Constant sense of dread, instantly and utterly gripping. The crime scene is gripping, horrifying, and heartbreaking with attention to detail that would rival any forensic specialist. The characterizations are so rich and vivid that the reading is present and immersed in the events and the lives of the characters. No character is too minor to be fully developed. The mood is broody and atmospheric throughout, always consistent. Droll sense of humor – cop humor – is a welcome element. Realistic, believable dialogue. Genuine camaraderie. Sensitive, insightful portrayal of mental illness and its effects on family. Honest, complex, flawed characters. Smoke and mirrors tactic played to perfection will likely fool the most astute reader at least for a time. Another treasure by French whose books I recommend at every opportunity.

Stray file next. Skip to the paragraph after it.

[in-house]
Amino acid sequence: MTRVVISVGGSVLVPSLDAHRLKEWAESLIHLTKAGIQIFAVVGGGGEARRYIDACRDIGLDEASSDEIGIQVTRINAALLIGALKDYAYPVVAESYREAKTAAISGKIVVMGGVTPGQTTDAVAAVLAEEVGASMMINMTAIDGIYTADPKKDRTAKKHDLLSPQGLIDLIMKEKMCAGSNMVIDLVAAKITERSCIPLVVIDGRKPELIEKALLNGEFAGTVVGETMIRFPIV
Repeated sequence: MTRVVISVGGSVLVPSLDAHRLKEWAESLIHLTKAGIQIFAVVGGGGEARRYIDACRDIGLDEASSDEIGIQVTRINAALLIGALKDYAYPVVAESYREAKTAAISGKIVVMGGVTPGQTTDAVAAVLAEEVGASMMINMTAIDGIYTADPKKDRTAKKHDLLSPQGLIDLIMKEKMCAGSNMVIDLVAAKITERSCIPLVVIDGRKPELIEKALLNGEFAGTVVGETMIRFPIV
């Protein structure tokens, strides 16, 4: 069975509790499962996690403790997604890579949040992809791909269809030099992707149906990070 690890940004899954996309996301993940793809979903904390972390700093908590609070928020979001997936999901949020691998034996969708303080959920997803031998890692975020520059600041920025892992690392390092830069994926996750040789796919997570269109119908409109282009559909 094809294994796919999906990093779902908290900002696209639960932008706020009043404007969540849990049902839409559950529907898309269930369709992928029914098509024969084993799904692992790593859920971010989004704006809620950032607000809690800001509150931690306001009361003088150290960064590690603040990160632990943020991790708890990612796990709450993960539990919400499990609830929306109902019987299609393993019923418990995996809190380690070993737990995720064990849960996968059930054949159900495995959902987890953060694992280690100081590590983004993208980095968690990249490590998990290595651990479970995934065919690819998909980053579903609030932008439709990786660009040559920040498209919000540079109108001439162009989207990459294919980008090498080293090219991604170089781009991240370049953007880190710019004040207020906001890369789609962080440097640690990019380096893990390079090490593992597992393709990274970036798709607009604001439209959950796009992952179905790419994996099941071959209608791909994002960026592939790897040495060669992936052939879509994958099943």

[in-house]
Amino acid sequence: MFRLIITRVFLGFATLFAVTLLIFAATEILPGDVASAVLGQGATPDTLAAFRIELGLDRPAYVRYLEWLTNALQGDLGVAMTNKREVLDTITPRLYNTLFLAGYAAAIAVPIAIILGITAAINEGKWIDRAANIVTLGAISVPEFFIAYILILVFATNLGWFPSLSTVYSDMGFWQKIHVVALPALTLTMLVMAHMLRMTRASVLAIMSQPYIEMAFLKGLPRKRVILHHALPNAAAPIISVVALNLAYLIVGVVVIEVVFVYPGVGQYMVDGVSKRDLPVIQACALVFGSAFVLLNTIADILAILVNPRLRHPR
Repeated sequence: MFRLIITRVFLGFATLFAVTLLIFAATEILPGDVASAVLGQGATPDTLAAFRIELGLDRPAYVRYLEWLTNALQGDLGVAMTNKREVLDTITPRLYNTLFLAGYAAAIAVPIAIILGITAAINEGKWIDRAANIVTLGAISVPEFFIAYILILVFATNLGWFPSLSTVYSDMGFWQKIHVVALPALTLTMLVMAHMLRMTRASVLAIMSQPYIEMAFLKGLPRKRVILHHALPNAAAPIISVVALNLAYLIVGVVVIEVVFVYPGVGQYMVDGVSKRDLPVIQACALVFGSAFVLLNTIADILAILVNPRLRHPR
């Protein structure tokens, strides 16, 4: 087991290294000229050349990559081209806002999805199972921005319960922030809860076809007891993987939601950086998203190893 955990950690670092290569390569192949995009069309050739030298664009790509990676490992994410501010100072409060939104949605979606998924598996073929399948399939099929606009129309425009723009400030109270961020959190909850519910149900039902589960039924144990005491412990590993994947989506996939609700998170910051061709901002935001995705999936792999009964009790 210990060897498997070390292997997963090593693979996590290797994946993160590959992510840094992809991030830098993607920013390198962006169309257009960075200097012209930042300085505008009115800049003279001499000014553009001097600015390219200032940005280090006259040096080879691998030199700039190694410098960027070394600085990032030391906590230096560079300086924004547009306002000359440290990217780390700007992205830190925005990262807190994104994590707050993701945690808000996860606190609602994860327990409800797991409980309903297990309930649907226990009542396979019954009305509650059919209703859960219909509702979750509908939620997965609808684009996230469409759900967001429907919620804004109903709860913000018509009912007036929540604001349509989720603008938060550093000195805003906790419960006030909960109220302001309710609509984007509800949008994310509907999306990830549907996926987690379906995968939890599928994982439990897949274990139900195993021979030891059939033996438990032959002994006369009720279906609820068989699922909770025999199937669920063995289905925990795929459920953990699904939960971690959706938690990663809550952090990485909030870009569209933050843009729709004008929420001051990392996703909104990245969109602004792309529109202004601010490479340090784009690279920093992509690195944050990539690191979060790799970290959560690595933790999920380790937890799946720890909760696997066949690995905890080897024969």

“What waits for you there is the crime itself, every screaming second of it, trapped and held for you in amber” (p. 18).
“Nothing can trip you up like compassion” (p. 35).
“…raw grief smells like ripped leaves and splintered branches, a jagged green shriek” (p. 44).
“Every way I turned felt like crosshairs on my forehead” (p. 83).
“It was a bad week to have to trust in either luck or humanity, but if I’m backed into that corner, I’ll go with luck every time” (p. 122).
“The triers are the ones that snap, when trying doesn’t do any good” (p. 202).
bog-standard – ordinary, average, run-of-the-mill
gaff – (British slang) a person’s home, usually a flat
banjax – to utterly defeat, clobber